The Unthought Known is an idea first framed by Christopher Bollas. In 1987, Bollas published The Shadow of the Object. In this book, Bollas describes the Unthought Known as experiences we've all had where we get a sense that we know something but that, try as we might, we simply can't consciously grasp or put into words what it is we're knowing. For Bollas, these ethereal moments are the times and places where memory traces laid down early in our lives -- either in utero or sometime during the first several months of our lives -- pop back up in our current lives as troubling doldrums, "almost" memories, or persistently painful relationships. These traces are what Bollas calls "preverbal, unschematized experiences" that were etched into our brain well before we'd ever developed thought or language. Unthought Knows are memories without words.
While I agree with Bollas' original definition of the Unthought Known, more and more I'm also of a mind to suggest that some of the "Unthought Knowns" lying just off the edges of our consciousness may not be the voiceless echoes of our earliest in utero memories. They may also be emergent apparitions speaking to us about intimidating realities hanging just off the fringes of our consciousness, the kinds of anxiety laden realities I've recently written about in my blogs, TLO's Circles of Awareness and Concern, and Lost in the 21st Century.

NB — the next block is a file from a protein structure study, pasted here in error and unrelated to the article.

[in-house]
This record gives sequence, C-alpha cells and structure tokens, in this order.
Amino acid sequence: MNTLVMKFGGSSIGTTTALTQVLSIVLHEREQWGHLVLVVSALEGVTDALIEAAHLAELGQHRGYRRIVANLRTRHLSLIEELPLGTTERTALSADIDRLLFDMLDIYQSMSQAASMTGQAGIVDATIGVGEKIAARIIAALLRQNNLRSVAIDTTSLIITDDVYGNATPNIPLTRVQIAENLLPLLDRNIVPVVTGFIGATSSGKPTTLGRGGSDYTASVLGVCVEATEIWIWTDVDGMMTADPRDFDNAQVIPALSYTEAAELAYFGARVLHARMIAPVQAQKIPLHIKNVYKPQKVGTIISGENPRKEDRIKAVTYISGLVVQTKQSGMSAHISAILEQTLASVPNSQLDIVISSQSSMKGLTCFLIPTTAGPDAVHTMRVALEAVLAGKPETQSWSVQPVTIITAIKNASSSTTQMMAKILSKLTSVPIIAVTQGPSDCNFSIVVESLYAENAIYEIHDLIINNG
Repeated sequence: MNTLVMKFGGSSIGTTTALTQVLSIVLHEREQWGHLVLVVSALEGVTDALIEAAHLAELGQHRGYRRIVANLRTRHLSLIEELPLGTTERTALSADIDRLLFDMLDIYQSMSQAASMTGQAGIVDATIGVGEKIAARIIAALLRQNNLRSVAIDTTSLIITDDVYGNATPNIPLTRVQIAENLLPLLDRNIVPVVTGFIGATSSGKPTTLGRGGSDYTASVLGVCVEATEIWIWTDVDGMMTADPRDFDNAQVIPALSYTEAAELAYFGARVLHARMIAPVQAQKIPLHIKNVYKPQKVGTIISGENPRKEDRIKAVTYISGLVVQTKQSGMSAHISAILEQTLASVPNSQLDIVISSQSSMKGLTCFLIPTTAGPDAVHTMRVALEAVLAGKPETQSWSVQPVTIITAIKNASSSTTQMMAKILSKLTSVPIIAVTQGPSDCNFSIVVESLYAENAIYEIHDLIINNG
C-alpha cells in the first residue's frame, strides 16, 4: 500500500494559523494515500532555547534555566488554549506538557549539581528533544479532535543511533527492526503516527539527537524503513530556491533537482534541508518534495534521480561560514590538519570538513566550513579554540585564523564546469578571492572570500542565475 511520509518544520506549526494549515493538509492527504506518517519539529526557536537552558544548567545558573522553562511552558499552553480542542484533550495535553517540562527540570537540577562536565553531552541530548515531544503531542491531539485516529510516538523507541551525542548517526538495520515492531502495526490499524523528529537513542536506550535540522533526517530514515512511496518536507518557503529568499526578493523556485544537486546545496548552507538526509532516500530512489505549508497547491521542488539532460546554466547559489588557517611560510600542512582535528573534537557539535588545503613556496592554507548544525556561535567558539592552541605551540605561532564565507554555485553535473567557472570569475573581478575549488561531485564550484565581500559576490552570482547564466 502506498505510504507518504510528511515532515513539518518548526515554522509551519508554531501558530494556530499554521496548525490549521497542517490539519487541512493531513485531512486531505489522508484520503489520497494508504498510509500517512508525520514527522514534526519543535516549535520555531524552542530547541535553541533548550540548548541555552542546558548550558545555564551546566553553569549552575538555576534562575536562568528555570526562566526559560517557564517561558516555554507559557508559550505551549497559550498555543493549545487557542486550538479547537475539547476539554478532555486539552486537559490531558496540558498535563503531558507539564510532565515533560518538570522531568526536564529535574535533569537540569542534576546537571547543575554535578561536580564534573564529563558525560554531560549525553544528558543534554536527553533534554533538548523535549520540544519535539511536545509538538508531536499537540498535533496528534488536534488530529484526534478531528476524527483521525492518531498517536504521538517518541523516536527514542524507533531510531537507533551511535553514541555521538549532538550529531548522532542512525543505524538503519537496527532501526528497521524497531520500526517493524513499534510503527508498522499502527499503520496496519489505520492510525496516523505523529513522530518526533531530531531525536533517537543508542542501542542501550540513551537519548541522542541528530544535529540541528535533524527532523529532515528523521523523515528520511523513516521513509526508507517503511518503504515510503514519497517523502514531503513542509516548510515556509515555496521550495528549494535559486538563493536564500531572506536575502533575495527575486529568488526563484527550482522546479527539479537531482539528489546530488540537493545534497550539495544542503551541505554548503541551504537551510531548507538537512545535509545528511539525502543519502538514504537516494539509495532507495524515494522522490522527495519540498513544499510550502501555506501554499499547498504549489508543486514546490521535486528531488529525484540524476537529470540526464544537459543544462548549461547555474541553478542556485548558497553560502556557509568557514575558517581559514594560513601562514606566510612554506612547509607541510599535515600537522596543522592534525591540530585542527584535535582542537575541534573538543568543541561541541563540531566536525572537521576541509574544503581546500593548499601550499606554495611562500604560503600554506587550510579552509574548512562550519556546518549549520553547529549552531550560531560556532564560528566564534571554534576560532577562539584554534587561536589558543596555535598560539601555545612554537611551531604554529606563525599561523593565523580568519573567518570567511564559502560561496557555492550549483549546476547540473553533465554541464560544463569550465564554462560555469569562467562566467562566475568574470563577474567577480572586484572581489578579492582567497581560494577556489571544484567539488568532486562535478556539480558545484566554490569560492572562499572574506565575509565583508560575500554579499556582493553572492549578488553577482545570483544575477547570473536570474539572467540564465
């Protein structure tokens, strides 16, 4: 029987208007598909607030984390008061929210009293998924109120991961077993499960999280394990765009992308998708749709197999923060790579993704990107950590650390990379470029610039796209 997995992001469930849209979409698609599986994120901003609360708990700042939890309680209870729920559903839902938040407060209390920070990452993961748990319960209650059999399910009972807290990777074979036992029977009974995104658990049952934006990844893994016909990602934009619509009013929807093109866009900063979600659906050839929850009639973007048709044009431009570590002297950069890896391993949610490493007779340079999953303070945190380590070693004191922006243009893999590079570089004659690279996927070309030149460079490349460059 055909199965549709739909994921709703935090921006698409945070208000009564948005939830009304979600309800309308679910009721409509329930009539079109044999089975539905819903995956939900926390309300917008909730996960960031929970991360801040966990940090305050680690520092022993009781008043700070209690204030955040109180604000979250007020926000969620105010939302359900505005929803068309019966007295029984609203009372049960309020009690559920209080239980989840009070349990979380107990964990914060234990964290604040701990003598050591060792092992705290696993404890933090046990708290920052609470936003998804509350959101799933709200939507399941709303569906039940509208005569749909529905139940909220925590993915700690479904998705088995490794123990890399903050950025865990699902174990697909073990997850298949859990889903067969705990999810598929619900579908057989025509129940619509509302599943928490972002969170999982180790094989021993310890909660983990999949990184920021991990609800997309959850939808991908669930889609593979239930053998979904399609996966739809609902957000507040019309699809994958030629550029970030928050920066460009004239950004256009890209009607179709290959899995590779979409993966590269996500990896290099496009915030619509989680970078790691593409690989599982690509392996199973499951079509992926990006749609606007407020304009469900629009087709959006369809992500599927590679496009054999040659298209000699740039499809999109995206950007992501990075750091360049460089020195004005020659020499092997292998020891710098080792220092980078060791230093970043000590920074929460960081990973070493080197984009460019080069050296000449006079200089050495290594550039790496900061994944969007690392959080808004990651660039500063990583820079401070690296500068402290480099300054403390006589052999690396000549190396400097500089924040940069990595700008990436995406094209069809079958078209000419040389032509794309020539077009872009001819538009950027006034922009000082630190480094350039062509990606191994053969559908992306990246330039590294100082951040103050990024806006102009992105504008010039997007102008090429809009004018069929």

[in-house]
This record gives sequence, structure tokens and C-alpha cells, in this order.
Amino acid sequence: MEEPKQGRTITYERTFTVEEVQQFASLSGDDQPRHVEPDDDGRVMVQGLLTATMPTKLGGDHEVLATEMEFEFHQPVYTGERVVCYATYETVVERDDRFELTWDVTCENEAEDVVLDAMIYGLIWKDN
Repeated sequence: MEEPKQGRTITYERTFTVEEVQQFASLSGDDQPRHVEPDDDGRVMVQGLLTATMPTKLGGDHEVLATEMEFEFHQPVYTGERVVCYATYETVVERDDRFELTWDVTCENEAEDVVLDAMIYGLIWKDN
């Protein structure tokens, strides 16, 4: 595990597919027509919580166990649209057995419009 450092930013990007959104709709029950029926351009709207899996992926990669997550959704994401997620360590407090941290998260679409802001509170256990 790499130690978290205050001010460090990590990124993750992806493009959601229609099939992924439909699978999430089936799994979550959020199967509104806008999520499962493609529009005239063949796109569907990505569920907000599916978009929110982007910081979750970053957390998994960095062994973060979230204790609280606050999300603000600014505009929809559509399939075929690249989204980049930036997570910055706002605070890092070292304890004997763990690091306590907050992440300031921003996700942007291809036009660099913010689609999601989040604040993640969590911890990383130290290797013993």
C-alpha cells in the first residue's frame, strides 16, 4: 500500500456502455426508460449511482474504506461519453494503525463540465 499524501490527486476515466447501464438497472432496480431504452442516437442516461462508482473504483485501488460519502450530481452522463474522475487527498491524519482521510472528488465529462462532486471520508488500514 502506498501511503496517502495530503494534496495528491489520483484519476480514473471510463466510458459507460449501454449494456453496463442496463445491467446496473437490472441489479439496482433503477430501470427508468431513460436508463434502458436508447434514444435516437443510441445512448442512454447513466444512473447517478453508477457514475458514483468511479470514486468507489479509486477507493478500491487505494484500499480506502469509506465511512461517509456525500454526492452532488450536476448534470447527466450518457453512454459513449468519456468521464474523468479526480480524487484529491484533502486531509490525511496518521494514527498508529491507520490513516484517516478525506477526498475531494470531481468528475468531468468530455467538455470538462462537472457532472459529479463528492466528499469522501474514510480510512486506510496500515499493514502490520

In the earlier part of the previous century, the unconscious was popularly perceived as a sinister place of primordial urges and internal conflict. Lust, jealousy, failures, fears, rages, losses, secret desires and worse were believed to be churning about in a spooky region of the mind that starts just on the other side of our awareness.  Except for emergent traces that sometimes surface from dreams, the content of the unconscious was thought to be hidden from everyday awareness, for what would certainly have seemed (especially in that era) good rea- son — it was believed that the rational, moder- ating influences of the ego was all too easily overwhelmed, resulting in actions or feelings that the conscious (but often powerless) part of the mind would itself abhor.
Can people think they are undecided about a political issue after they have already made up their minds? The study by Galdi et al., on page 1100 in this issue (1), suggests that they can, which raises intriguing questions about how well people know their own minds. The short answer, based on research in social psychology, is not very well.
Social psychologists have dis-covered an adaptive unconscious that allows people to size up the world extremely quickly, make decisions, and set goals—all while their conscious minds are other-wise occupied. The human mind operates largely out of view of its owners, possibly because that’s the way it evolved to work initially, and because that’s the way it works best, under many circumstances.